* SPD’s Steinbrueck admits not popular with women voters
* Candidate for chancellor says will not change his style
By Erik Kirschbaum
BERLIN, Nov 25 (Reuters) - Peer Steinbrueck, leading his centre-left Social Democrat (SPD) party into September’s federal election against German Chancellor Angela Merkel, admitted that he has a problem with women voters and said he would not change to appeal to them.
“It may well be the case that I come across as too cerebral and not emotional enough for women between the age of 18 to their early 40s,” he said in an interview with Bild am Sonntag newspaper published on Sunday.
“I‘m not going to turn into ‘Cuddly Peer’ because of that. It wouldn’t seem genuine in a role like that,” he said.
Political analysts and pollsters say Steinbrueck’s abrasive style has alienated women voters. He compounded his problems by failing to pick any women for team of four top advisers.
The SPD is about 10 points behind Merkel’s Christian Democrats in most opinion polls ahead of the 2013 election.
An Emnid poll on Sunday in Bild am Sonntag showed the conservatives would win 38 percent in an election now while the SPD were at 29 percent. Steinbrueck hopes to form a centre-left coalition with the Greens, who scored 15 percent in the poll.
But the SPD-Greens coalition would fall short of winning a majority, as would Merkel’s conservatives and their coalition partners, the Free Democrats (FDP). The FDP would win only 4 percent and fall below the 5 percent threshold needed for seats.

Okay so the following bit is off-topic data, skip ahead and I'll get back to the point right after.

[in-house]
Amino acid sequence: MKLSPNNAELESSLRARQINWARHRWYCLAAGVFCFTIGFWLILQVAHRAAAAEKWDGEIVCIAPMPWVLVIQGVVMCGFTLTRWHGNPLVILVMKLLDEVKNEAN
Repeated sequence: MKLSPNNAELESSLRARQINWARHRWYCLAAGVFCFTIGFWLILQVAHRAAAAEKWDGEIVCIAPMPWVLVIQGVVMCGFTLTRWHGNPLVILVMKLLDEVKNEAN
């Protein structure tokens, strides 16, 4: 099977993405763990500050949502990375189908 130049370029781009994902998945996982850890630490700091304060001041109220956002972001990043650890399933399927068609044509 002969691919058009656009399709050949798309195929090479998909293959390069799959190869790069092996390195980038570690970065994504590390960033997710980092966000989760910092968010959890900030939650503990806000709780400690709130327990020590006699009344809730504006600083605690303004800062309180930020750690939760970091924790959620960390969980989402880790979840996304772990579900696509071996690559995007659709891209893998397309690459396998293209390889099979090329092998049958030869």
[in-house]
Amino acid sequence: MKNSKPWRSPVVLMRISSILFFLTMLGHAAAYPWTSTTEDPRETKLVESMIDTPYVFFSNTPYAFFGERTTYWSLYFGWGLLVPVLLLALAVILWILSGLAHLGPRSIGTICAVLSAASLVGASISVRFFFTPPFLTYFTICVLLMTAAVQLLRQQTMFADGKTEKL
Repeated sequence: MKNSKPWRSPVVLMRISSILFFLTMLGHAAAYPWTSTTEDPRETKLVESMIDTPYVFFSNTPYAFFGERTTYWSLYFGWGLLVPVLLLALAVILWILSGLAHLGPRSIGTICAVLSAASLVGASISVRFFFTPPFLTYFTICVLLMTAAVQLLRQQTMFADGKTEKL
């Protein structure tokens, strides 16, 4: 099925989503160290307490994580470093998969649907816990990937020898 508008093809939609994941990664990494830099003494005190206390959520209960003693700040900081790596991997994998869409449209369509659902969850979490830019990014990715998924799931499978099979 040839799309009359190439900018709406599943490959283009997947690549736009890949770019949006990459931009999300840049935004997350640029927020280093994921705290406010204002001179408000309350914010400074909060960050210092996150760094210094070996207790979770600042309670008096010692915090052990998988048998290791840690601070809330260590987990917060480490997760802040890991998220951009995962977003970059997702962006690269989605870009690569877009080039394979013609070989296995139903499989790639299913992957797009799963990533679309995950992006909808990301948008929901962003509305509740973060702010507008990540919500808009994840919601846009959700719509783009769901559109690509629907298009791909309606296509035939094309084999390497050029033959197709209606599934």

Steinbrueck also said he was confident the centre-left could oust Merkel even though Europe’s largest economy is in good shape with unemployment falling and tax revenues rising.
“People see things are getting out of balance in this country,” Steinbrueck said when asked why German voters should elect a new leader. “They want more ‘we’ and less ‘me’. They want more social cohesion, they want more cooperation.”
Steinbrueck said he would soon meet with leaders of the Greens to discuss a joint “SPD-Greens” campaign in 2013.
German parties traditionally campaign on their own but sometimes get a boost by joining others on a coalition ticket.
“We should meet to talk about it because our two parties want to rule together,” Steinbrueck said.